Originally from Norway, Christenson is currently present in Seadrill’s offices in Rio de Janeiro He knows Aker Solutions’ drilling equipment inside out and has travelled the world on numerous service missions. He also has extensive expat experience from Brazil and South Korea. At the moment, Christenson’s main concern is the West Eminence, a double Ram Rig built in Korea operating offshore Brazil, but he is also dealing with the West Taurus and the West Orion which are conventional rigs built in Singapore “Working as a key account manager is similar to several of my previous jobs, and I enjoy having a close dialogue with Seadrill’s organisation,” says Christenson.
Alexei Kerkis, Seadrill’s rig leader for the West Eminence, said the benefits of a key account manager are: “We get better in-house support and quicker turnaround than previously and it keeps the small problems from being blown out of proportion.”
Kerkis emphasises the importance of field experience when working as a key account manager: “Bodvar Christenson has prior experience as a service engineer and knows exactly who in Aker Solutions to contact for specific problems and issues. Many times he is able to address the problem himself.”
Christenson’s counterpart in Singapore, Lu Tze Lin is also located in Seadrill’s offices. He has been working in Aker Solutions since 2004, previously as a service engineer and in sales since 2010 and is facing many of the same issues as his colleague in Brazil. He serves West Hercules and West Aquarius, two deepwater drilling rigs operating outside China.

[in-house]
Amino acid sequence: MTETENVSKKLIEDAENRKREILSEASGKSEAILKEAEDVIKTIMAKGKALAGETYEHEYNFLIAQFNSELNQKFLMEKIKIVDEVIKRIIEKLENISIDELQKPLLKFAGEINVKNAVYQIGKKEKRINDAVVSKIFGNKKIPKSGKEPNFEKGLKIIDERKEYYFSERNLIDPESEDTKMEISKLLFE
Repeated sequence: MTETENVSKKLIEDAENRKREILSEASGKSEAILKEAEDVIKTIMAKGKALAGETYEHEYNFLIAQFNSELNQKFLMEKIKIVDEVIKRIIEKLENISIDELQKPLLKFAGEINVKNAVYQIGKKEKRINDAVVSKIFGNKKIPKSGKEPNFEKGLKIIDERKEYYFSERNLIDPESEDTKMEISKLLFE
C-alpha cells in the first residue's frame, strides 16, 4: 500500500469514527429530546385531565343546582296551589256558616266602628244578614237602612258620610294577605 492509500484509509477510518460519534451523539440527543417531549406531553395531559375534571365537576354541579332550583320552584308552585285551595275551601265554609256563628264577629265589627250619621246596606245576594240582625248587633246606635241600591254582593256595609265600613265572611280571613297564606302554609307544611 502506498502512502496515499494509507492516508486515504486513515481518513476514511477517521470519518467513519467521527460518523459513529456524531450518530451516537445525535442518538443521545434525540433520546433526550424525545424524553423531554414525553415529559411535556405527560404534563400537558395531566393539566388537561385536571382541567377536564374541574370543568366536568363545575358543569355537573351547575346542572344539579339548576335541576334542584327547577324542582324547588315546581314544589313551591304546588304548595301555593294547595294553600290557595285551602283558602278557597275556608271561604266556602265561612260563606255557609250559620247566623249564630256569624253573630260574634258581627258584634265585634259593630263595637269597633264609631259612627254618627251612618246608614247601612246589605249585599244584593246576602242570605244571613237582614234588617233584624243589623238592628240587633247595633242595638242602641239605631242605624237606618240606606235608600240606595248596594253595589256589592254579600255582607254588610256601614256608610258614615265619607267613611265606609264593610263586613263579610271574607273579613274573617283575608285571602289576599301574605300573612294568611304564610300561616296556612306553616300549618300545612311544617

“Providing fast and accurate assistance to the client is my main objective,” he says. “I can tell that our key account system makes a difference and that our clients feel more confident when they have a key account manager who can give due attention to urgent issues.”
Stepping up our services
One common challenge for Christenson and Lin is to get support and priority from product responsible personnel in Norway. “The support from Norway is getting better, thanks to rig specific task forces and lifecycle engineering (LCE), but we still could benefit from an even faster response rate,” says Lin. “Please remember to give the task forces and technical customer expeditors (TCEs) credit too,” he adds. “They do a great job and they are faced with a lot of challenges too.”
Christenson agrees that responsiveness from the organisations that has the system knowledge is critical, not only from Norway but also from Germany when it comes to mud pumps and drawworks. “Heavy technical things often linger in the system,” Christenson said. “Luckily I have a good network and I know exactly who to call to get the information I need. Our presence in the customer’s organisation enables us to be more in touch with issues at an early stage. Most querys get a quicker response than earlier, opposed to having to wait for the home office to confirm receipt of their inquiry.”